With the impending departure of the long-standing and respected Finance Minister, Senator the Hon Mathias Cormann, and various other changes to the composition of the Senate Crossbench, engaging with the new look Senate will require new insights and a fresh perspective.
Keeping this in mind, we present our insights and overview of changes to the Senate composition, potential replacements in the race to become the next Finance Minister, and possible promotions for leading lights of Labor and the Coalition.
THE NEXT FINANCE MINISTER
Although multiple candidates are potentially in the running to replace Senator Cormann, current Minister for Trade, Tourism and Investment, Senator the Hon Simon Birmingham, is the most tipped to be a front runner to take the portfolio once Senator Cormann officially retires. Senator Birmingham’s appointment as Finance Minister would represent a considerable promotion and serve to recognise South Australia’s growing influence within the Liberal Party.
For further analysis on the impact of Cormann’s departure, Nexus has previously prepared an in-depth brief on the potential impact of the next Finance Minister, available here: https://www.nexusapac.com.au/2020/07/08/cormann-terminates-storied-political-career-analysis-impact/
THE NEW LOOK CROSSBENCH
Senator Cormann’s expertise and negotiating tactics within the Senate and Federal Political landscape will be challenging to fill, with Senator Cormann having played a critical role in dealing with the notoriously tricky Senate crossbench. With that in mind, the Senate Crossbench has gone through significant changes over the past six months.
The decision of Senator Rex Patrick to leave Centre Alliance and represent his state as an independent has significantly diminished the power of Centre Alliance and the South Australian voting bloc that was a legacy of long-time Senate crossbencher Nick Xenophon.
In addition, despite remaining in the party, there is speculation that remaining the members of Centre Alliance, Senator Stirling Griff and member of the House of Representatives, Ms Rebekha Sharkie MP, could end up joining the Liberal party and are actively being courted by the party.
Meanwhile, the Greens have experienced significant changes, with former party leader Dr Richard Di Natale has officially retired from the Senate and set to be replaced by an Aboriginal leader and former Member for Northcote in the Victorian Parliament, Ms Lidia Thorpe. Greens Senator from Western Australia and current Party Whip, Senator Rachel Siewert, has announced her intention to retire before the next election.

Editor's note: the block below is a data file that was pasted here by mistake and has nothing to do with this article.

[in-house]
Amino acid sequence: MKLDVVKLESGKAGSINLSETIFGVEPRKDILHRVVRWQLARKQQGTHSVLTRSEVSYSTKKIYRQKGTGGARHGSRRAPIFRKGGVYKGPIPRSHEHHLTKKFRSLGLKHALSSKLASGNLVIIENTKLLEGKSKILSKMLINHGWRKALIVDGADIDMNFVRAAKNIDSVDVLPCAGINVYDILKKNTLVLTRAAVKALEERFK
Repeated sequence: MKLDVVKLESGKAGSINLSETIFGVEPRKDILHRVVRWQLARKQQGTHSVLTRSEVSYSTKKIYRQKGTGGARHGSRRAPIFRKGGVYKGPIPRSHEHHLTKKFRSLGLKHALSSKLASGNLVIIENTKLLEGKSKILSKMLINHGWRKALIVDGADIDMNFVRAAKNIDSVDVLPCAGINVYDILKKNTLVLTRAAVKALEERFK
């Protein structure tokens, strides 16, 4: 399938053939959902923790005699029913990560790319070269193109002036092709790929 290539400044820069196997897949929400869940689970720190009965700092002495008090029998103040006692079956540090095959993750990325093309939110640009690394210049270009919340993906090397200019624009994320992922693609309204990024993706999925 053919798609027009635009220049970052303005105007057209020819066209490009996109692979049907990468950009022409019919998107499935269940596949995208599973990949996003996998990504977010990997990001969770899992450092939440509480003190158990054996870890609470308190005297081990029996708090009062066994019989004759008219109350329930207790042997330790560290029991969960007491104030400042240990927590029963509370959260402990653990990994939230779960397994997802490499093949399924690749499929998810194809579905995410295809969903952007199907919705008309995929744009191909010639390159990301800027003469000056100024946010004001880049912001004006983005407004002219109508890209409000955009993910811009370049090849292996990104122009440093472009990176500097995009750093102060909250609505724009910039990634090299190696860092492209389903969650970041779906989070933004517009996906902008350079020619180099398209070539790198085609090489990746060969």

Despite the new look of the crossbench, the key to engaging crossbenchers is understanding how to balance the concerns of your organisation and theirs. If the policy initiative you as a business or organisation coincides with the interests of crossbench Senators, they can be a helpful ally in placing the issue on the government’s plan.
Conversely, businesses and organisations with policy initiatives that are in direct opposition with the agenda of certain crossbenchers will want to avoid the attention of the crossbench all together. Despite a more friendly crossbench, they still hold considerable power over the government’s agenda. They may wish to use that power to veto your proposed policy initiative in exchange for supporting the passage of legislation.
The team at Nexus Public Affairs has considerable experience in engaging with the Senate and the Crossbench. If you would like any assistance in engaging with political stakeholders on all sides of politics, please don’t hesitate to contact our team.
GOVERNMENT & OPPOSITION: CHANGES AND PROMOTIONS
Cormann’s departure will also potentially result in current Minister for Employment, Skills, Small and Family Business, Senator the Hon Michaelia Cash, becoming the leading Coalition Senator from Western Australia. Senator Cash is tipped to take over as leading WA Senator and Deputy Senate Leader. Fellow WA Senator and current Minister for Defence, Senator the Hon Linda Reynolds CSC – also is a potential for this role.
On the Nationals side, Senator the Hon Bridget McKenzie has made headlines speaking on behalf of farmers and the impact of Covid-19 restrictions, saying that there “are key production stages in agriculture which cannot wait for restrictions to be lifted. The implications would be dire, especially for our farmers already recovering from drought, the bushfires, and now COVID,”. Senator McKenzie, still dealing with the fall out of the ‘sports rorts’ scandal, is potentially working looking to make a comeback to the Coalition frontbench in the Nationals.
Moving to the Labor side, the climactic battle will be in NSW, with Senator the Hon Kristina Keneally and Senator Deborah O’Neill looking to position themselves on NSW Labor’s Senate ticket. Similar to the potential clash between the Liberals in Tasmania, it is likely that Labor will win two seats out of the six up at the next half-Senate election, and with three Labor Senators with expiring terms in NSW, the top two spots on the ticket will be coveted by all.
Senator Jenny McAllister is almost assured her position on the ALP ticket, given she is the only left-aligned Senator up for re-election. That means the Senators Keneally and O’Neill will be looking to secure their political careers by ensuring a top place on the ticket.
Senator Keneally has utilised her prominent position well throughout the 46th Parliament, becoming a star performer for Labor in the Senate, particularly in the COVID Select Committee, where her questioning on the Ruby Princess was noteworthy. This, coupled with her leadership position in the Senate for Labor, makes her the tipped front runner for a top-two place on the Senate ticket.